Waking up with an irritating pink eye is always a bummer. Since this infection is contagious, you are likely to skip your work or school day if you even suspect this to be a pink eye and not a regular seasonal allergy. Read on ahead about pink eye vs. allergies to understand the difference and its treatment.
Commonly known as conjunctivitis, pink eye is contagious and could be caused by bacteria or viruses and spreads very easily through interpersonal interaction in schools, workplaces, or other crowded places. Viral conjunctivitis occurs through the same virus that causes symptoms of the common cold, such as sore throat and runny nose. However, bacterial infections are usually caused by the same bacteria that causes strep throat, which feels like a scratchy and sore throat.
The symptoms of viral conjunctivitis include redness of the eyes, a burning sensation, and a watery discharge. In contrast, bacterial conjunctivitis causes redness and soreness of the eyes coupled with pus formation in the eye, making it sticky.
The other type of pink eye that is not contagious is a result of an allergic reaction to environmental dust, animal fur, car fumes, pollen, chlorinated water, cigarette smoke, etc. A discussion on pink eye vs. allergies can be very complex, and we are here to help you figure out the root cause of your irritating eyes.
According to experts, allergies vs. pink eye symptoms are slightly different and, hence, difficult to differentiate. Allergic conjunctivitis usually occurs in both eyes and gives rise to intense irritation, itching, swelling, and tearing up of the eyes. They may follow a wave of seasonal allergies and can be present alongside an itchy nose, sneezing, asthma, and a scratchy throat.
Bacterial conjunctivitis usually occurs with an ear infection, while viral conjunctivitis occurs after a respiratory infection or common cold. The latter, if not treated promptly, can spread to the other eye within a few days. While discharge from the eyes is common in viral and bacterial conjunctivitis, discharge from a bacterial pink eye is less watery.
One of the most important things to consider while distinguishing between pink eye and allergies is the ongoing season. A change of season or a dry and polluted atmosphere is more likely to be responsible for allergic conjunctivitis.
Suppose you are aware of your allergies or food intolerances. In that case, any exposure to an allergen or irritant before the development of pink eye could help you conclude a diagnosis for your eye irritation. However, if you are an outgoing person, who has previously been to a crowded public place, your workplace, or your school and have interacted with someone suffering from pink eye, you are more likely to have developed the bacterial or viral form of pink eye.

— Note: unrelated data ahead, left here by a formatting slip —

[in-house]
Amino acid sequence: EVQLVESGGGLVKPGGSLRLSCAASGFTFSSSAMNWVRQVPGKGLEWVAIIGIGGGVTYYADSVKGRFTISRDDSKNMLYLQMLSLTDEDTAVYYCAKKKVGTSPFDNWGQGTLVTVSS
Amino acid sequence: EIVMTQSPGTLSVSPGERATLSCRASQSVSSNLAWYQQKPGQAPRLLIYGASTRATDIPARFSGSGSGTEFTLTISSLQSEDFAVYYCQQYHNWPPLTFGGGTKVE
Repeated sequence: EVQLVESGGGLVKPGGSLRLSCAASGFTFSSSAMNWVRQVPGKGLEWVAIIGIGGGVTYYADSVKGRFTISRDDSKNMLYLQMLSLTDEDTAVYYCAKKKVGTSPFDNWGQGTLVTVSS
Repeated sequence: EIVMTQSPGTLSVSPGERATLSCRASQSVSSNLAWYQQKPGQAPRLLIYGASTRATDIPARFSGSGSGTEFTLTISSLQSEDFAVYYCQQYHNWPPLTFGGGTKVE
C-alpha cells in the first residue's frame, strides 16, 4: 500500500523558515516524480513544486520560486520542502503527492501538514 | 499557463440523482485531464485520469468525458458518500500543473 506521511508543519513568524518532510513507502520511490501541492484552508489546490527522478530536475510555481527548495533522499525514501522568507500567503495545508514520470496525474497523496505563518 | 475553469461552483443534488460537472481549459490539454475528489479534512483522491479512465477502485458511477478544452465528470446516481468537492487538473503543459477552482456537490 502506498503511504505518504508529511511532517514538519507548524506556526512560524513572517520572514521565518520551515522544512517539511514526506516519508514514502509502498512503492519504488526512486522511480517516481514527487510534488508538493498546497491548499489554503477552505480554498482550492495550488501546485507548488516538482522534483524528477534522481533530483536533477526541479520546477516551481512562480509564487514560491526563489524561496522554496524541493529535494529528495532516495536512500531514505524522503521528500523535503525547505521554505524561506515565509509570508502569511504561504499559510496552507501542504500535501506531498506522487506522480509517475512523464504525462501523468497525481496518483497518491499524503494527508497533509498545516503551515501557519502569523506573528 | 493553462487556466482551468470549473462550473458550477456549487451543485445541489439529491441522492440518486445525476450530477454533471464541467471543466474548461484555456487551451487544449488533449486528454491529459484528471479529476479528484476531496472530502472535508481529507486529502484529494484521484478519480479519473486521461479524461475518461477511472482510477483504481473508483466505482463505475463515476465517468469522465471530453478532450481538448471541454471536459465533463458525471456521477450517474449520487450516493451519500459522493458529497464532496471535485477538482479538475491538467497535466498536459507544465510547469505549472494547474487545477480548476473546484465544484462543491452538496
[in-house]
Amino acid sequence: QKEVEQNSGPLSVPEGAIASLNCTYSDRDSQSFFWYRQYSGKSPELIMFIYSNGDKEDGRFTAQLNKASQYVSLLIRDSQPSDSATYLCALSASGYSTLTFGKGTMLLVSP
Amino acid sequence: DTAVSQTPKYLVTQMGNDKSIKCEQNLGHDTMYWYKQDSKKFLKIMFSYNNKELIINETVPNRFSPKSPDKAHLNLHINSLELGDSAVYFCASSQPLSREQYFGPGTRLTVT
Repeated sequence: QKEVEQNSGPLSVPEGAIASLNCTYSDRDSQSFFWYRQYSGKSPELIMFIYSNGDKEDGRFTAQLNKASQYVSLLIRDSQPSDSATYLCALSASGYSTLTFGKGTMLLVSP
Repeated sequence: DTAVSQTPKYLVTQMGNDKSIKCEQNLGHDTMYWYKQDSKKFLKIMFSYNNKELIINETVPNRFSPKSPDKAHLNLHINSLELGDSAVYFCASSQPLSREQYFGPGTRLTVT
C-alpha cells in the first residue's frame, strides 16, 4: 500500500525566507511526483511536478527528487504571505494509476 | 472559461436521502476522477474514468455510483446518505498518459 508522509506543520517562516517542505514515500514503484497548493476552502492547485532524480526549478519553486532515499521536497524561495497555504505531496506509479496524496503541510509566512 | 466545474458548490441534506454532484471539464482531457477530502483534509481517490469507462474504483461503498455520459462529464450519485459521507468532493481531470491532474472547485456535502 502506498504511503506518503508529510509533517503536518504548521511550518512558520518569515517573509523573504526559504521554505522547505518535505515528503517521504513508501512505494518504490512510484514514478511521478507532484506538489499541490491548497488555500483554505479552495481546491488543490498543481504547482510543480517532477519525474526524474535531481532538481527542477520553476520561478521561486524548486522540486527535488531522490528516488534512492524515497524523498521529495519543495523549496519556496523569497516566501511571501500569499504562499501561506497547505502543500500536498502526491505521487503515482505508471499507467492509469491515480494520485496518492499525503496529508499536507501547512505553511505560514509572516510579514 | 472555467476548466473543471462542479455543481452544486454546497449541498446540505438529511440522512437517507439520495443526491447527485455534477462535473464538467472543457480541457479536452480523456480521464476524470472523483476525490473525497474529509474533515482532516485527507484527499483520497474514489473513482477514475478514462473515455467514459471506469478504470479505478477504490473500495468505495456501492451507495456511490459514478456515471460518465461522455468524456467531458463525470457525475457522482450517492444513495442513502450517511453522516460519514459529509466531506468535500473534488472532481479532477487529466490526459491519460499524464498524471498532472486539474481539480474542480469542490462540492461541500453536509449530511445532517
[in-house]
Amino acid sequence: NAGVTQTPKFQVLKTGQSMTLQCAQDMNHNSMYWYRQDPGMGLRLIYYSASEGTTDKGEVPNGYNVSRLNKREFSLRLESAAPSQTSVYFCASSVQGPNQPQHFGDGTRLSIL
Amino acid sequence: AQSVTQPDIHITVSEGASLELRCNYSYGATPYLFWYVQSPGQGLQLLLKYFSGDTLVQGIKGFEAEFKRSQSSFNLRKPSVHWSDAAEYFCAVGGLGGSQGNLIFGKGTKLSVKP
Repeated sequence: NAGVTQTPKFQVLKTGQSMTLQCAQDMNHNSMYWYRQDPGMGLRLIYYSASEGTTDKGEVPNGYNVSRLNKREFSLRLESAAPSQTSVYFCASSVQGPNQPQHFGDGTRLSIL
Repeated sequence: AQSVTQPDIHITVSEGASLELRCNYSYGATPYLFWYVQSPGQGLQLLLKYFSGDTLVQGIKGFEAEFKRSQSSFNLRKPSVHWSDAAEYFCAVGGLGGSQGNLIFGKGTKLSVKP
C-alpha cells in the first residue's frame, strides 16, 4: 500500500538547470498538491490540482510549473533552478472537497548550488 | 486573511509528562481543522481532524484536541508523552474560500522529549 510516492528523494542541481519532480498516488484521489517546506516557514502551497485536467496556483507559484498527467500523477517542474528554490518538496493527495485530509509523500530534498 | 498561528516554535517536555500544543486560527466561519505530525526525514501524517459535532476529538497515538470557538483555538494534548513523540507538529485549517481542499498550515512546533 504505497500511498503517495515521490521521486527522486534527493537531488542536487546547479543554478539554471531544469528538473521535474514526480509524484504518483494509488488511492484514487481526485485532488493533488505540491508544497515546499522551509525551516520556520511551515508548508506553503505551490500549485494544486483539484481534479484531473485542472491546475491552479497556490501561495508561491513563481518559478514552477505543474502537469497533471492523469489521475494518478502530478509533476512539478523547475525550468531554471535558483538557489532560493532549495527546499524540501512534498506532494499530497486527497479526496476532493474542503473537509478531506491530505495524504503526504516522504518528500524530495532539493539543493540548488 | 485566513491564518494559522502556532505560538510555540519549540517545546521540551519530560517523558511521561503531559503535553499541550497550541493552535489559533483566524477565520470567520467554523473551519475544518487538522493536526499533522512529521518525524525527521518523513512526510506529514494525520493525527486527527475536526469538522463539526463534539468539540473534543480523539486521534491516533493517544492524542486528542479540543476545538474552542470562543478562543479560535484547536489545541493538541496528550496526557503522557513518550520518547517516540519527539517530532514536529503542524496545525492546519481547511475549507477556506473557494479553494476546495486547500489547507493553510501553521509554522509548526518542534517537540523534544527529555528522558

Allergies do not often show severe symptoms and go away in a shorter period than the pink eye that is caused by other factors. In both adults and children, bacterial or viral pink eye can give rise to severe symptoms if not treated effectively. It may cause inflammation in the cornea of the eye, thereby affecting vision. A constant feeling of having something stuck in your eye, light sensitivity, and blurred vision are common viral or bacterial pink eye symptoms.
We recommend visiting the doctor to arrive at the correct diagnosis for your condition. While we can only guess on our condition at best, a doctor will concur an accurate diagnosis according to the protocol, making it more reliable.
A doctor uses the patient’s history, current symptoms, and a thorough examination of the eye to determine the patient’s condition. In some cases, samples of eye discharge are also sent to the laboratory for a culture. This enables the doctor to assess the reports for the actual cause of the pink eye and then treat it accordingly.
This article focuses on pink eye vs. allergies because we realize how important it is to differentiate between conjunctivitis causes to treat them promptly. Conjunctivitis is likely to go away on its own within a week or two, regardless of its root cause. However, if your condition lasts for longer, it is best to visit an ophthalmologist in any case.
With a viral infection in the eye, the treatment plan is vague, and usually, the pink eye goes away on its own. For added comfort, we recommend placing a cool, damp washcloth on your eyes to relieve them temporarily. Antibiotic eye drops usually treat a pink eye caused by a bacterial infection. Your doctor may prescribe the dosage according to the severity of the pink eye infection and the symptoms it displays.
Conjunctivitis caused by allergies can be treated and healed by certain eye drops that help with the symptoms of allergic pink eye, such as puffiness and redness. Often, an eye ointment may be used to rinse the eye free of the allergen or toxin and help the eye retain its normal color and behavior.
Hygiene plays an essential role in preventing the development of the pink eye, as it does with any other disease or infection. The following methods will help in preventing the development and spread of pink eye.
It is important to keep in mind that pink eye is equally contagious as the common cold. To prevent the extreme discomfort caused by pink eye, you should practice proper hygiene.
See Also: Food Allergies And Intolerances
The symptoms of pink eye vary from person to person, depending on the condition’s cause, from mild to severe. Although we realize that distinguishing between pink eye and allergies is difficult, we hope this article has now made it a little easier. By observing your symptoms and looking at your medical history, you can determine which pink eye you are suffering from and seek help accordingly.